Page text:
Filed under: Election 2008, Election law and process, Local Government and Politics, State Government and Politics
As reported on Monday, Attorney General Bob McDonnell has been working on making sure that every military absentee ballot is counted. He delivered on his promise yesterday with his ruling on the matter. From the Virginian Pilot:
The state should count the absentee votes of military members and other Virginians overseas even if they do not provide the address of the person who witnessed their vote, state Attorney General Bob McDonnell said Monday.
In an opinion to the State Board of Elections, McDonnell said a federal law designed to lower barriers to overseas voting effectively overrules a state law that requires the listing of a witness address on some absentee ballots.
“The conduct of federal elections is a federal function and states have no inherent or reserved powers over federal elections,” McDonnell wrote.
The State Board of Elections agrees. From the Virginian Pilot:
The three-member state board unanimously agreed to allow those votes to be counted; they amount to about 130 ballots across the state, said Secretary Nancy Rodrigues.
Noting that the flap has generated considerable attention, Rodrigues defended local registrars, who had been criticized for “carrying out the law.”
I think it should be pointed out that the Obama campaign issued a press release Monday stating that they felt these ballots should be counted. Kudos to them for also believing that our soldiers sacrifice far too much to not have their vote for commander in chief counted.
Election Day is just around the corner. But you didn’t seriously think that, after a record breaking two year campaign with both historical and financial firsts, that you would just stroll in and cast your vote, did you? Susan Beaver Thompson at the Herald sat down Shenandoah County registrar Lisa MacDonald to discuss the massive workload the office is seeing and what changes should be expected for long-time voters:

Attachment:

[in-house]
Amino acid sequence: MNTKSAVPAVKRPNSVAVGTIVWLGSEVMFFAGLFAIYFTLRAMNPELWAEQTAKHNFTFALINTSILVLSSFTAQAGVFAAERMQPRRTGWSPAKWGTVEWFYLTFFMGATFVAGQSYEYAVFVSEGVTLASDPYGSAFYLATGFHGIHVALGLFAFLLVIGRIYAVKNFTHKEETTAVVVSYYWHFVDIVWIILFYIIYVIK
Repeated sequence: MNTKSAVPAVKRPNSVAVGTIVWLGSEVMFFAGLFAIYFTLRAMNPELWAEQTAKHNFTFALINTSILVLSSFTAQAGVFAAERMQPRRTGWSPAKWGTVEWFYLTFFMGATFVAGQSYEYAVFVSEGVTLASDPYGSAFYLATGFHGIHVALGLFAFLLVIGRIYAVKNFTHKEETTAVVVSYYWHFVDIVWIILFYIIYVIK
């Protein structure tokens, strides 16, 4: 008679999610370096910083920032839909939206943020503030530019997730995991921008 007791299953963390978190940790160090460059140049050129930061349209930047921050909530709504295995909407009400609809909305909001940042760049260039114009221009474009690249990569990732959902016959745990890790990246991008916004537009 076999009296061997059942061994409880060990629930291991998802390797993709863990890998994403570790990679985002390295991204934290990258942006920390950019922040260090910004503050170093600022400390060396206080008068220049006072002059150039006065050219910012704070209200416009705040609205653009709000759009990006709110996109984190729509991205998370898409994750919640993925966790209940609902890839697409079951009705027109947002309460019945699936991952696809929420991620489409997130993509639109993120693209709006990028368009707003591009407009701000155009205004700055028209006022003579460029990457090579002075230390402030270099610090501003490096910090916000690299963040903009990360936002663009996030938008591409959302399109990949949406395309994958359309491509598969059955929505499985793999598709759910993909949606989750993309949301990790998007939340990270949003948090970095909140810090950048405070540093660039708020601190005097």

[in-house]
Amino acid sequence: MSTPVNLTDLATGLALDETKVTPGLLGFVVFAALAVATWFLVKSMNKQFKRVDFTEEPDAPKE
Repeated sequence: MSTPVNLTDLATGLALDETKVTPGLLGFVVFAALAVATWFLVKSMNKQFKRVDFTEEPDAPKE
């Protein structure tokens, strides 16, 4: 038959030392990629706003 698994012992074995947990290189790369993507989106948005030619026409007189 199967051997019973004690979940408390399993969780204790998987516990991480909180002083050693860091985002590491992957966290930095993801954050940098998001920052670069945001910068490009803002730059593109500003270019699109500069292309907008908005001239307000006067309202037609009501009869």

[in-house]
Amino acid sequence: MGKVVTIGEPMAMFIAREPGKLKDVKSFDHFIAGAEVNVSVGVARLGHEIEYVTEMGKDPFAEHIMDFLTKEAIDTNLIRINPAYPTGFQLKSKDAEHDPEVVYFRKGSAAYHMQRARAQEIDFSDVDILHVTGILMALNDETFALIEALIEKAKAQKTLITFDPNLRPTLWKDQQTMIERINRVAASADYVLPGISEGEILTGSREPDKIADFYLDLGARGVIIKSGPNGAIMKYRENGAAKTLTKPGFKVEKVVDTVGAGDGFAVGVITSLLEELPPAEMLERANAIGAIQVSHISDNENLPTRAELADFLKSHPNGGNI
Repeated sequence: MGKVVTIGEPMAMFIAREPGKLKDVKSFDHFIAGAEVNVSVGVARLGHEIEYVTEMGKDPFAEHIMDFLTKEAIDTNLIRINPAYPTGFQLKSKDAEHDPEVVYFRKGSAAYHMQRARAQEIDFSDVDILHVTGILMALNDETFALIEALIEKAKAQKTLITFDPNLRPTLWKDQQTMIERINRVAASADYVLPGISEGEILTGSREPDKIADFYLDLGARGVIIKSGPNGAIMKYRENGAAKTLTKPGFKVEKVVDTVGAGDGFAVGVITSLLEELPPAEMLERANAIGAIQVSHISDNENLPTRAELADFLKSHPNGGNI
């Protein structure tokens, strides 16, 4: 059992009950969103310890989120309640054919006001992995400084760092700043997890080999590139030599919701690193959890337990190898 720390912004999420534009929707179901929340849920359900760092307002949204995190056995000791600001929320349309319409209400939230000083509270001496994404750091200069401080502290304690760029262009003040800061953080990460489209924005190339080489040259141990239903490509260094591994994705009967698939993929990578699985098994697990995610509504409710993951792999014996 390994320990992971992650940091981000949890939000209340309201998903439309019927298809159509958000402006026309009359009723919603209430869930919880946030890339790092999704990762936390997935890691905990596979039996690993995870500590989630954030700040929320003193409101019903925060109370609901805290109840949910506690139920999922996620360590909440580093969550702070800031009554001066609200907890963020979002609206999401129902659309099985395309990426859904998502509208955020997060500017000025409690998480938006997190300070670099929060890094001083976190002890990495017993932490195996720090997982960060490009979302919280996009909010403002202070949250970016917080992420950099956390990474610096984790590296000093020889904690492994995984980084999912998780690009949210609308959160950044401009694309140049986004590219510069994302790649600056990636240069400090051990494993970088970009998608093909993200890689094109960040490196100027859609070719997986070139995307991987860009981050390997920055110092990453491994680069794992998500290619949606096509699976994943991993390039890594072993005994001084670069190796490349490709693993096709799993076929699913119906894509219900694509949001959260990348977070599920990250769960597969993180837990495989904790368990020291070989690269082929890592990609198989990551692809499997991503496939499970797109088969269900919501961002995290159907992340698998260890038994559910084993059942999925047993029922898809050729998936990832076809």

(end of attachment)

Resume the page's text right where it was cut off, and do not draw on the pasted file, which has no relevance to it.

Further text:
There are 25,849 residents registered to vote as of October 20. McDonald says that there have been 1,222 new voters registered in Shenandoah County since January 1. This, she says, is actually a little less than the number of new registrations in 2004 on the same date. (In 2004, there had been 1,496 new voters registered thus far.)
Requests for absentee ballots, however, are up this election cycle. “We are running a little higher than in 2004,” McDonald notes. So far, in 2008, there have been 881 absentee voting requests.
Shenandoah County uses optical scanning machines with paper ballots, and one tabulator at each precinct. Each precinct also has one Touchscreen voting machine which is handicapped accessible. It is capable of an audio vote for the blind, and the screen can be magnified for those with poor eyesight. Anyone may request to use the Touchscreen machine. Voters can write-in candidates on all machines.
Some Shenandoah County poll locations have changed:
• all Woodstock voters will now vote at Central High;
• voters who live in Starsburg will now vote at Strasburg High; and
• voters who live outside of the Strasburg town limits will now vote at Signal Knob.
In all seriousness though, Lisa should be applauded for her dedication and hard work in ensuring a fair and orderly process. She has been beyond courteous in my dealings with her and has always gone the extra mile to get the information I needed (even when it was right in front of my nose). It’s people like her that are able to lift themselves above the heated rhetoric and debate of the campaign season to ensure that both sides receive a fair hearing that make our democracy possible.
Filed under: Election 2008, Local Government and Politics, State Government and Politics, Strategy and Tactics
Remember the talk earlier this year of Governor Kain quickly reviewing applications for the reinstatement of voting rights? Well, he’s doing it, and so far nearly 2600 non-violent felons have had their rights restored:
Under a process set up by former Governor Mark Warner, felons convicted of non-violent crimes can apply to have their voting rights restored, and earlier this year, Kaine promised he would speed up a review of those applications in time for the registration deadline.
However, Delegate Bell in Albemarle doesn’t see it the way the Gov does:
“With Warner and Kaine, what used to be a thirteen-page application is down to a couple of lines,” remarked Bell. “And it says, ‘what were you charged with when were you charged? Do you want your rights back?’ With those things satisfied they check your criminal record, and we’re seeing a much quicker application process and not much review of the felons when they’re trying to get their votes back.”
The Associated Press reports that so far Kaine has restored the voting rights of more than 2600 non-violent felons. Analysts point out Democrat Presidential candidate Barack Obama co-sponsored legislation in the Senate that would allow all ex-felons to vote. Some legislators say the issue isn’t restoring rights to felons, it’s how leaders go about doing it.